As Ramadan comes to an end, Muslims worldwide will celebrate Eid al-Fitr (also known as Eid ul-Fitr). Eid signals the end of a month of fasting from dawn to dusk and spiritual reflection and prayer.
In most cases, the day begins with prayers, and the major highlight is a large meal, but there are many other ways to celebrate.
Eid is a time to rejoice after completing among the most important religious obligations: fasting during the month of Ramadan. Many people celebrate this by giving presents and visiting family and friends.
While there are many things that everyone will do on Eid, with approximately 2 billion Muslims worldwide, it’s not surprising that people will celebrate this holy festival in various ways.
How is Eid observed?
People usually purchase clothes and gifts in the weeks leading up to Eid. It is common for those who celebrate to embellish their homes and dress in their most acceptable attire on occasion.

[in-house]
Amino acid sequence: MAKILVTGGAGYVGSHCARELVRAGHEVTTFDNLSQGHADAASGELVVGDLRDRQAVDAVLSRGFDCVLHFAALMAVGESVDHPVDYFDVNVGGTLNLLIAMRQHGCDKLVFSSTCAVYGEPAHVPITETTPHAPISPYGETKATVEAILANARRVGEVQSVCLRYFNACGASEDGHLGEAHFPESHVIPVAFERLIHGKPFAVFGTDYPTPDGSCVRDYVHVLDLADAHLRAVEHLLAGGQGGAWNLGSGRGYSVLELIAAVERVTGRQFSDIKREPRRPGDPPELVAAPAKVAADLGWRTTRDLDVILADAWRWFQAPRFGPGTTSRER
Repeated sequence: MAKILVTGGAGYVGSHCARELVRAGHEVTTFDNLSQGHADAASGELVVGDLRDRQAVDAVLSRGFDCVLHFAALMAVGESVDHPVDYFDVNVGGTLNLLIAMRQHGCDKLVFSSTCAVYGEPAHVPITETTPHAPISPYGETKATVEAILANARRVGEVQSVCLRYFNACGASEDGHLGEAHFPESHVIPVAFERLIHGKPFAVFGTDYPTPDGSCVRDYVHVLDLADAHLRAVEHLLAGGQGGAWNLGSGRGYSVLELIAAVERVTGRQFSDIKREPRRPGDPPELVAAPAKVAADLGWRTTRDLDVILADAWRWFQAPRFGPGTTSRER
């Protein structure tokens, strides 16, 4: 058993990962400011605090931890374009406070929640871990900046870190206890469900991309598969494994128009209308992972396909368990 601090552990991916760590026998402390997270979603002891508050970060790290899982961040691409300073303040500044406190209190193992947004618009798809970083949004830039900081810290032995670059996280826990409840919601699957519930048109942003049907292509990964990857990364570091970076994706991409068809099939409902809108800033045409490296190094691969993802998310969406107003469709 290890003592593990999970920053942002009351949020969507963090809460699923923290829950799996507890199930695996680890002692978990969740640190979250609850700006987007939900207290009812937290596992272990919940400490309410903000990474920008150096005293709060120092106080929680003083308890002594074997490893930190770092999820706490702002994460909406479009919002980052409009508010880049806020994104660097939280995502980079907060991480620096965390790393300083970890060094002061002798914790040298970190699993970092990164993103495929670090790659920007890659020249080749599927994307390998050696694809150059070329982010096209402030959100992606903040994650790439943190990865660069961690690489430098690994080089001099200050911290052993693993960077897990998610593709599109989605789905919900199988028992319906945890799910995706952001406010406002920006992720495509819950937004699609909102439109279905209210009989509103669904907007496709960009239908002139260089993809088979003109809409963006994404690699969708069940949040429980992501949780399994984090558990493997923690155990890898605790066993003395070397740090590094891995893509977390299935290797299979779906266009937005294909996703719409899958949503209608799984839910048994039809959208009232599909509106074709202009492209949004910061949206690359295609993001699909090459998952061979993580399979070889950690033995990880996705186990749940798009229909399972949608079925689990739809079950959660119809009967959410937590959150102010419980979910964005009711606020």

Families and friends gradually gather throughout the day to enjoy a rich, opulent feast, during which loved ones frequently exchange gifts and money. To accommodate many people attending, prayers are held at the mosque or in open spaces.
What foods are eaten during Eid al-Fitr?
Eid is all about feasting! While there is no set menu for what should be served, the dishes are always rich and decadent.
Samosas, meat-filled baked goods, and mixed grills are typical savory snacks. Sweet snacks such as baklava, halwa, and more may be served.
You can also serve chicken tikka, machboos, bokhari or mandi. No Eid dinner party is complete without some sort of a rice dish.